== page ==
Veteran Stories:
Thomas Treherne

Navy

  • Thomas Treherne in 1964 while Commander of the Naval Depot in Halifax, Nova Scotia.

    Thomas Treherne
  • Thomas Treherne as Paymaster Sub-Lieutenant in 1945.

    Thomas Treherne
  • Thomas Treherne (left) during his time as the Captain's Secretary on the HMCS Ontario in 1945.

    Thomas Treherne
  • Thomas Treherne while on leave in 1944.

    Thomas Treherne
  • Thomas Treherne as a Paymaster Midshipman in 1942.

    Thomas Treherne
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"It was something to see Scharnhorst just before she sank, lit up by star shell, black smoke billowing from her superstructure, midships played on by search lights."

Transcript

I have an extract from the letter I wrote to my mother following a bit of action we had.

“Christmas Day for us was far from pleasant. The sea was tossing old [HMS] Jamaica around just like so much butter. We were heading roughly toward the north of Norway. That night I had turned in early, but didn’t get much sleep because my hammock kept bumping against the rod gearing shaft continually, as it does when we roll around 25 degrees each way. Anyway, the next day I had the morning cipher watch that was from 8:00 in the morning and had the various messages coming in continually, including one from the [British] Admiralty, which read “The Admiralty appreciates the Scharnhorst [German battleship] is now at sea”, which of course, went right up to the bridge. We had an early action tea then closed up the action stations proper because we were on an intercepting course. We were due to meet the Scharnhorst, which was around 5:00, 17:00. Everything worked out as planned. We opened the fire at about ten minutes to 5:00 as we contacted the enemy. Jamaica was straddled twice and I think there was only one near real miss, which brought a shower of water all around us and, which, incidentally, drenched my legs. Time to go below.

The sea itself was gradually got down all day until during the action itself, by now the sea felt calm. At this stage there was a lull as the enemy gradually increased the range. It is now understood that the [HMS] Duke [of York] had hit Scharnhorst below the water line and this gradually slowed her down so that the destroyers could go in and make their attack. They got three torpedoes home. When we heard the destroyer attack the sub-lieutenant and I went back in to see what was going on. We were on the southwest closing fast. We saw the destroyers lifting off their close-range weapons and the Scharnhorst replying with their own short range as well as their secondary armament. At this stage, it was a terrific sight to see the streams of tracer [bullets with bright charges] in the air encroaching on their target and the occasional star shell. I think her 11-inch guns were still paying attention to the Duke. As the Duke and Jamaica closed in, broad sighs roared out and it was very unpleasant on the bridge deck. When our own guns went off we went below. However, we did take one long squint and saw our salvoes, those of the Duke and those of the other cruisers, crashing in and scoring untold number of hits. The whole target was lit up like daylight by star shell and the damage at that range of five or six miles must have been terrific. Scharnhorst was still replying with everything she had, including her 11-inch. But she was getting knocked out of the fight very fast. However, her star shell was cracking all around us. At this stage CC [Command Ship] made to Jamaica, “Go in to finish her off with torpedoes.” When this was broadcast a cheer went up from the various quarters. We at once checked fire and turned 90 degrees to port and headed straight for Scharnhorst. The Duke continued firing at first to attract Scharnhorst fire. We went in about two miles and then turned to starboard and did our first torpedo run in firing position at a fine inclination, and they missed! At about this time, [HMS] Belfast was making its torpedo run on the other side of her. We turned to get our tubes [boilers] to bear, but the target was obscured by smoke so we had to turn to bring our port tubes to bear again. As we were doing this the Scharnhorst became aware of our presence and began putting tracer over our masts, but not low enough to actually hit us, if he were it’d have laced the port, but [it] missed the other way. At this time after we had fired our torpedoes, we were still firing our 6-inch guns. At some point I had gone up again to see what was going on. We got two torpedo hits this time at about a mile range. The 6-inch must have caused terrible damage as at the end of the run she was just an inert mass. Our destroyers had gone in with torpedoes so the whole thing was covered with ships helter-skelter.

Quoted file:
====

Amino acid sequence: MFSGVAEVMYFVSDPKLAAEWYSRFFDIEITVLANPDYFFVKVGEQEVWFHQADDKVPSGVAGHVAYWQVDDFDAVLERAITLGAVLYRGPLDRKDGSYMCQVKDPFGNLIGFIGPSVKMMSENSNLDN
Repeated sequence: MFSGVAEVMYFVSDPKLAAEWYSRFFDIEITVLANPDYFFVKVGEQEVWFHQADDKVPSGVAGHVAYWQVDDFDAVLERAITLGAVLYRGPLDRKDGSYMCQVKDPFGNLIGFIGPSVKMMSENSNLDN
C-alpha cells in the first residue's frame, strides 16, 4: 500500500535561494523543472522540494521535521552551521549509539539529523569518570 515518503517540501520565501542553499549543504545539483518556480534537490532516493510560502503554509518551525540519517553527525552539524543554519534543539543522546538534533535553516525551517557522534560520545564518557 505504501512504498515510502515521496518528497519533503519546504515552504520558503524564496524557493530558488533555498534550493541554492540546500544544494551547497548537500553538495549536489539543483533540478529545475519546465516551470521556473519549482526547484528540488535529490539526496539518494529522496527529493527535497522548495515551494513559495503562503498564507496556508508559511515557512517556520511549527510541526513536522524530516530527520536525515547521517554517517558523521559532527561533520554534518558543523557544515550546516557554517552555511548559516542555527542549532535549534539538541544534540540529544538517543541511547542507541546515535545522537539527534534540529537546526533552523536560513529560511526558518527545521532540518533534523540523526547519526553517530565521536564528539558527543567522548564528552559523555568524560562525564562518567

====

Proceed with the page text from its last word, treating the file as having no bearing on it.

During the above, I had been going over to the engaged side of having a grand view. I must say, that through the whole affair, I must have been scared, but like everyone else, I didn’t notice it. As for myself, it wasn’t much fun just being a passenger. I had nothing to do but watch and nothing doing on the other side. There were plenty of us in the same boat. It was something to see Scharnhorst just before she sank, lit up by star shell, black smoke billowing from her superstructure, midships played on by search lights. There were so many ships around at the end that it’s hard to tell exactly who finally sank it. I can say that we had our last defensive action aimed at us. Our destroyers picked up almost 40 survivors, a small percentage of her crew of 2000-3000.”

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